Decorated sugar skulls, candles and bright yellow marigold flowers lined the vibrant three-tiered altar that represented a traditional ofrenda. The 26th Día de los Muertos exhibit at the El Museo Latino museum celebrates Day of the Dead, a special Mexican holiday that honors loved ones who have passed through ofrendas, or altars where offerings are made.
Each year the exhibit is dedicated to an artist. This year the museum selected Frida Kahlo, a Mexican artist known for creating portraits inspired by personal experiences, nature and her culture.
Typically, an ofrenda will have a pictures of a loved one who has passed, food, a drink or candles. Flowers and anything that represents the person can also be added. Pan de Muertos, or Day of the Dead bread, is another traditional offering that is brought to an ofrenda.
Each item placed at an ofrenda is symbolic to a loved one’s journey, said Silvia Wells. “The water would quench their thirst, the food items would nourish them and the candles represent a guiding light—to guide them to and from your ofrenda.”
Most celebrants of Día de los Muertos set up their own ofrendas in their homes beginning in the early morning of Oct. 31 until the evening of Nov. 1. Offerings made at an ofrenda should not be removed while it is still up, said Wells. When an ofrenda is taken down, people can eat or drink what is still edible.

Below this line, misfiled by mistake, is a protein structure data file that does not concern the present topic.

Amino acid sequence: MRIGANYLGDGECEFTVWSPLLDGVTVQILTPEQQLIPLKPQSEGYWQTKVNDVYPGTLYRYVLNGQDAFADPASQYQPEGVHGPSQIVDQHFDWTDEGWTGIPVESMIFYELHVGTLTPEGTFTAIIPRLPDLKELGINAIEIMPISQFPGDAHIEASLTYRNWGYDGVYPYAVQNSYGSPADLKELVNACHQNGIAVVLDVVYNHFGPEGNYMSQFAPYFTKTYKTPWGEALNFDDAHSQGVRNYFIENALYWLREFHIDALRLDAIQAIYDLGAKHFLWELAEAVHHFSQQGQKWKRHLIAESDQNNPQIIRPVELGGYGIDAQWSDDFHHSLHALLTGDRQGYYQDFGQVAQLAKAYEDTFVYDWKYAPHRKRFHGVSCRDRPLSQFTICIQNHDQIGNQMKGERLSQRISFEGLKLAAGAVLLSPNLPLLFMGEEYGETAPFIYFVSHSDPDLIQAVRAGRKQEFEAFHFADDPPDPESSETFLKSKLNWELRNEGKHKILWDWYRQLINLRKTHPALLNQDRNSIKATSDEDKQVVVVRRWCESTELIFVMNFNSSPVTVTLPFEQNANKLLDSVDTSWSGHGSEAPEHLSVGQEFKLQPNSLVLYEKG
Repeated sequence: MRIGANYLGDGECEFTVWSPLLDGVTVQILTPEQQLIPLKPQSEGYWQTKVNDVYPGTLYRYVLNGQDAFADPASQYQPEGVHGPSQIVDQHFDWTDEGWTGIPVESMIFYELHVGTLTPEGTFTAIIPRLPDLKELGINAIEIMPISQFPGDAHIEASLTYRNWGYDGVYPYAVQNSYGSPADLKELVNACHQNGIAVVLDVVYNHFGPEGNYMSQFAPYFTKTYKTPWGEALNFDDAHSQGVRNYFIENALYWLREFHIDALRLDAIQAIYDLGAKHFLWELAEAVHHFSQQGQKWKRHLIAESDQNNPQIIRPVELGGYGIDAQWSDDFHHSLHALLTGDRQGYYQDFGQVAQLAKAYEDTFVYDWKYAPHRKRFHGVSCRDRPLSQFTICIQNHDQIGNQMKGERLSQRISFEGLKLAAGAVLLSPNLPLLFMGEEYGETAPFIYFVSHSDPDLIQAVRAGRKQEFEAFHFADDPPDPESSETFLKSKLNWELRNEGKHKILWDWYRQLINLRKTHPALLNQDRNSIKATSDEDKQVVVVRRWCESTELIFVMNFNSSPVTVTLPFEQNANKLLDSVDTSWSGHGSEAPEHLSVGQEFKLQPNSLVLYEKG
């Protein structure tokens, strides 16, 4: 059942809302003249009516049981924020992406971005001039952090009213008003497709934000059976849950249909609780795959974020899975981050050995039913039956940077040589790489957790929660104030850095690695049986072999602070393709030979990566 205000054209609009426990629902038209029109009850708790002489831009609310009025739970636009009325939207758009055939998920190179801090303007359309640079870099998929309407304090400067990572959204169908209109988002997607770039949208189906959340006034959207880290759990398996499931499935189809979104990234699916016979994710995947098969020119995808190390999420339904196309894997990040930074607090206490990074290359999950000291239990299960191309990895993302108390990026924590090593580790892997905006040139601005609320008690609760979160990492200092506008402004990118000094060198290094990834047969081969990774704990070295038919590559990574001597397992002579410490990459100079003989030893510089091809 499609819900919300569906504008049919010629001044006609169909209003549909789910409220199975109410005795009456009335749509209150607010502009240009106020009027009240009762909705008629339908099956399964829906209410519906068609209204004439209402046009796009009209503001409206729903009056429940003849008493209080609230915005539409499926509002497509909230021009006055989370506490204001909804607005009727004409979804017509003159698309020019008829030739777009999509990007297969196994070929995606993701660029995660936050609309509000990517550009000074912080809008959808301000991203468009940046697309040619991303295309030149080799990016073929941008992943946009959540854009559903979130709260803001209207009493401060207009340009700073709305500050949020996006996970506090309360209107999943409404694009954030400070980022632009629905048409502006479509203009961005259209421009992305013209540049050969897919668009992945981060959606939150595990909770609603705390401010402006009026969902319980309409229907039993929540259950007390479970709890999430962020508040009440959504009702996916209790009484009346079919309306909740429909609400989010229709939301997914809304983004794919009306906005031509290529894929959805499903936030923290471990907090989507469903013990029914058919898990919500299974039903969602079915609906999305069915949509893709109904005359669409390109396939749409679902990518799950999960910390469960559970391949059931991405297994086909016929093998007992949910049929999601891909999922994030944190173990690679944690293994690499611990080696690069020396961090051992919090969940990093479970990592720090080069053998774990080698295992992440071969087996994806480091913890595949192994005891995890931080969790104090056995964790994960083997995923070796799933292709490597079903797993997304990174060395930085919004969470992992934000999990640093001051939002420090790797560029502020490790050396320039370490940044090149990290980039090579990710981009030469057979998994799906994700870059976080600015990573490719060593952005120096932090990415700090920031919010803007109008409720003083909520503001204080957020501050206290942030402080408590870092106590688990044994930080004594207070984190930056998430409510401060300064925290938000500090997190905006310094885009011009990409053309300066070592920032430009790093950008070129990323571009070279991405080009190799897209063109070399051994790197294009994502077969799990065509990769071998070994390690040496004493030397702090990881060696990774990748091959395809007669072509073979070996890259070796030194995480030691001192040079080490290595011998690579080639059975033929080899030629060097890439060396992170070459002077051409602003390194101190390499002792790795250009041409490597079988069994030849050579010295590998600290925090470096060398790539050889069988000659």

La Catrina, or the skeleton lady is a famous iconic figure in Mexican culture created by Jose Guadalupe Posada. The figure is also well-known in Day of Dead celebrations. Images and banners of La Catrina hung from the back of the exhibit.
Stephanie Barajas, a young mother of two originally from Mexico has celebrated Dia de los Muertos over the years.
“I’ve celebrated it by putting pictures up on an altar, candles and offerings like their favorite food, an article of clothing, playing their favorite music and telling stories. Usually it’s cold out so we’ll toast to them around a bonfire,” said Barajas.
“The Día de los Muertos was definitely more cultural, traditional and vibrant—all of which are very reflective of the Mexican culture and history. I really liked the different display items that were on the ofrendas, especially the intricately cut tissue paper,” said College of Arts and Sciences senior Selena Tafnag.
The exhibit will be up until Nov. 16. El Museo Latino is open until 5 p.m. Monday to Friday and closes at 2 p.m. on Saturdays. General admission is $5 and $4 for college students.